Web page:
Peas are still maturing in abundance.  ‘Onward', an old favourite is cropping now for shelling, ‘Ambassador' a new shelling cultivar that caught my eye in the Wisley trials is a real winner with a much bigger yield than ‘Onward' and one that I shall grow more of, ‘Cascadia', has produced rather light crops of sweet, fat, edible pods.  This is the best sugar-snap pea I have grown in a long time and will be on my ‘must-grow' list for 2008, only I will sow a lot more next time.  Best of all, my spraying to prevent pea moth seems to have been effective with no unpleasant surprises on the dinner plate... 

‘Witkiem Major' broad beans are cropping abundantly, but they are getting a bit stodgy now.  I quite like them like this and I usually freeze a few kilos for winter stews.  I like to use them as a less heavy supplement to dried beans in cassoulets.  A small follow-on batch have just finished flowering and a big sowing of ‘The Sutton' dwarf broad beans are in full flower, so more beans should follow.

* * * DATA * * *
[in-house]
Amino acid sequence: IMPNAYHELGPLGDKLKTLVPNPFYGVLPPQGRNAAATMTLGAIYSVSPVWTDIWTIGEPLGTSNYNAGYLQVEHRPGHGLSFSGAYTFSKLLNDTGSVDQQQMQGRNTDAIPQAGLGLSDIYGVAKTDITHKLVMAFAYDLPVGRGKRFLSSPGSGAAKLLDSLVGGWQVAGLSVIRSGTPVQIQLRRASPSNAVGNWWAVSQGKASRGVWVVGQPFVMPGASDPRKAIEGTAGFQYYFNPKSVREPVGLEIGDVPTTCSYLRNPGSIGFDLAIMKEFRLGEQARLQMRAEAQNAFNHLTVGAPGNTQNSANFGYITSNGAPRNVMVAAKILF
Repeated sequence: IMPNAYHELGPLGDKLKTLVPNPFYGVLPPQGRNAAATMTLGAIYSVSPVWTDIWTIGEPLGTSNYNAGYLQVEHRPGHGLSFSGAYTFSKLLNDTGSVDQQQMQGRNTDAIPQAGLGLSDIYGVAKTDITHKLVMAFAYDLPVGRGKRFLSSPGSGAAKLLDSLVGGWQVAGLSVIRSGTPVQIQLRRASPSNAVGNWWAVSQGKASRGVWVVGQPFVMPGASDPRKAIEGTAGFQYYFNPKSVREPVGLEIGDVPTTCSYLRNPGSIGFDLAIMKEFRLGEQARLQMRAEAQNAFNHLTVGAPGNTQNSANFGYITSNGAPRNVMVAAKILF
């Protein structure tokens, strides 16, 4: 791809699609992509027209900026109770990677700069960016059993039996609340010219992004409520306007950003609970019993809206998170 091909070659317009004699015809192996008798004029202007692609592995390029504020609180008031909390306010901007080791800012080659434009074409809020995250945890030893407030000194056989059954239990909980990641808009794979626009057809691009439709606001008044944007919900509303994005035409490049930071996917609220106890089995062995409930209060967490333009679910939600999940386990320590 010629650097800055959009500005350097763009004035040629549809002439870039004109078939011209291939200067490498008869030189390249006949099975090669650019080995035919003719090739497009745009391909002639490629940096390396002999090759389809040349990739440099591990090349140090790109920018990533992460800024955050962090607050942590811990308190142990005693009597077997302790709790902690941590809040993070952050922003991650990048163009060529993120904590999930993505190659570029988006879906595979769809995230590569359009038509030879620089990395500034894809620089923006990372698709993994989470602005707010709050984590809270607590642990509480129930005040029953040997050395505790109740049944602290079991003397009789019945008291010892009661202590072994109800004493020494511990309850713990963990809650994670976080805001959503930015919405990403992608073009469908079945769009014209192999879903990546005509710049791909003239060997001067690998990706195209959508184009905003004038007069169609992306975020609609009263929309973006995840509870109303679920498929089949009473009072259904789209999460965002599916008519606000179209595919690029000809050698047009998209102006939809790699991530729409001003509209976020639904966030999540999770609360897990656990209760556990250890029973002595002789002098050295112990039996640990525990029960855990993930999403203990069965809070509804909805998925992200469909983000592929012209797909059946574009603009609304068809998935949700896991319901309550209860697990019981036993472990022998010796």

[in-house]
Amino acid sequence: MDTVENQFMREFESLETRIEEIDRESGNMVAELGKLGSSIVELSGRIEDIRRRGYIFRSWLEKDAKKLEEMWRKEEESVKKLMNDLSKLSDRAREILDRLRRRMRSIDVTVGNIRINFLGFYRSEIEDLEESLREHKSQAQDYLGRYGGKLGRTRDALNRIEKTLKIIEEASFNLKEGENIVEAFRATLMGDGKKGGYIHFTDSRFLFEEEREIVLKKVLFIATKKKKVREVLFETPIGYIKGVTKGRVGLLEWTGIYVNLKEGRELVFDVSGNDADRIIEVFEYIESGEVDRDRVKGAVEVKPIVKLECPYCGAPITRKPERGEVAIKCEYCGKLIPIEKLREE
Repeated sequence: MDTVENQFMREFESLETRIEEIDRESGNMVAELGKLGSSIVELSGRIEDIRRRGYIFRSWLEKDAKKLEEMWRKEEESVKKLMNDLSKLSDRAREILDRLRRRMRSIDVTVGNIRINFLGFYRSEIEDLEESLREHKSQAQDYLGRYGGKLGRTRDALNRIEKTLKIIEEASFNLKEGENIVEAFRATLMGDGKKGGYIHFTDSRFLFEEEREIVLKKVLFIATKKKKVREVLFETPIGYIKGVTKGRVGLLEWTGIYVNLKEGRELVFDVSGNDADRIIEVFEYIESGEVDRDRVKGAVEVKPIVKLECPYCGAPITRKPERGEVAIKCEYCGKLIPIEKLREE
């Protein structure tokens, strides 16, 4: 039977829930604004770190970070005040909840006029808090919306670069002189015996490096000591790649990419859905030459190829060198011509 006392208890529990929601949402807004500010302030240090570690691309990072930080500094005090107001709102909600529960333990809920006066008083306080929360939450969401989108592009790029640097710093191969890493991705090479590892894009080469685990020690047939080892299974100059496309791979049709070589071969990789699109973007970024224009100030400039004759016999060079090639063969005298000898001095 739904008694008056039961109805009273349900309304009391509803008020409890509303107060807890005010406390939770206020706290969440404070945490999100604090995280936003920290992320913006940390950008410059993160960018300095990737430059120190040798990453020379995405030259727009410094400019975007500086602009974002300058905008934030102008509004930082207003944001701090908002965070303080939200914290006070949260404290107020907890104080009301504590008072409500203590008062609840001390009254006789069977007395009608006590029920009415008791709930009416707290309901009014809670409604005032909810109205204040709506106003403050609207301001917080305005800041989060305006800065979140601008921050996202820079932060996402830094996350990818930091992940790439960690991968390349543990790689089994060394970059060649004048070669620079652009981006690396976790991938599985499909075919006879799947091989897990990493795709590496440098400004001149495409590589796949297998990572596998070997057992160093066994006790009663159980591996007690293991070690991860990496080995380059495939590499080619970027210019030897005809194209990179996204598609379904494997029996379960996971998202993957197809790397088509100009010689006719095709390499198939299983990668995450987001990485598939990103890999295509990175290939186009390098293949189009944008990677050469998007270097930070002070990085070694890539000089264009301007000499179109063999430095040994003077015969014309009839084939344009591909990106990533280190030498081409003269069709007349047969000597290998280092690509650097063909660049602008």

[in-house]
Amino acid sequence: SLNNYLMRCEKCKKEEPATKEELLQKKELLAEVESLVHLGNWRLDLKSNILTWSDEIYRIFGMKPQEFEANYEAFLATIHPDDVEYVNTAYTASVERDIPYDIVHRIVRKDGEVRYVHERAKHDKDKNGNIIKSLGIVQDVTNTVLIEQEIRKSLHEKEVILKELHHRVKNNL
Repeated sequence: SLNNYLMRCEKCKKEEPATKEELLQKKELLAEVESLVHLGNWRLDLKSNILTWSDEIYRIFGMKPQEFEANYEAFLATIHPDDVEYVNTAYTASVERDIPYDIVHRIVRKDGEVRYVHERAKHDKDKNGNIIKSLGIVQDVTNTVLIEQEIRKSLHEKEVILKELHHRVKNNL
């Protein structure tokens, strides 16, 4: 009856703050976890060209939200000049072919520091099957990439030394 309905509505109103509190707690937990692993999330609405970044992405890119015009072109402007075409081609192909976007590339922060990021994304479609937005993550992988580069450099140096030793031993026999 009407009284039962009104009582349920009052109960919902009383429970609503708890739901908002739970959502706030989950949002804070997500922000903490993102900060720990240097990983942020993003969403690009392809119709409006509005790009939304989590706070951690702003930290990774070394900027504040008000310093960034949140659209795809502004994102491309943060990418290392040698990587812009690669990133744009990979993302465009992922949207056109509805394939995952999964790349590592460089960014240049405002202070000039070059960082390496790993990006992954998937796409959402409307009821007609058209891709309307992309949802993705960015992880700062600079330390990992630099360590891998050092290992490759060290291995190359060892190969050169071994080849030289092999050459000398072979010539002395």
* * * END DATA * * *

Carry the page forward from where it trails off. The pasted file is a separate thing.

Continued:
French beans are coming into full flower and the direct sown ones have caught up transplanted ones sown indoors.  This is tiresome but often happens!  Of the newly sown ones one packet has come up fully, but only few plants have come up of the other packet.  The quality of French bean seed seems questionable, yet other packets from the same firm have been reliable. I will now have to resow the gaps with another packet. 

These are wonderful times on the allotment, with abundant crops reaching maturity.  It really inspires me to make one final push in early July to get the last seeds and plants in the ground, turn round finished crops and then finally sit back and enjoy the fruits of my labours. 

This week has seen a splurge of sowing into modules and cell trays to have plenty of plants to fill land as it falls vacant: 

  • Beetroot - there is still time to sow more in situ, but as they do grow well from modules I might as well, and it is not really constrained by rotation considerations.  And I love beetroot soup and roast beetroot in autumn and winter.  Leafy beets, chard and spinach beet leave me quite unmoved and have no place in my garden.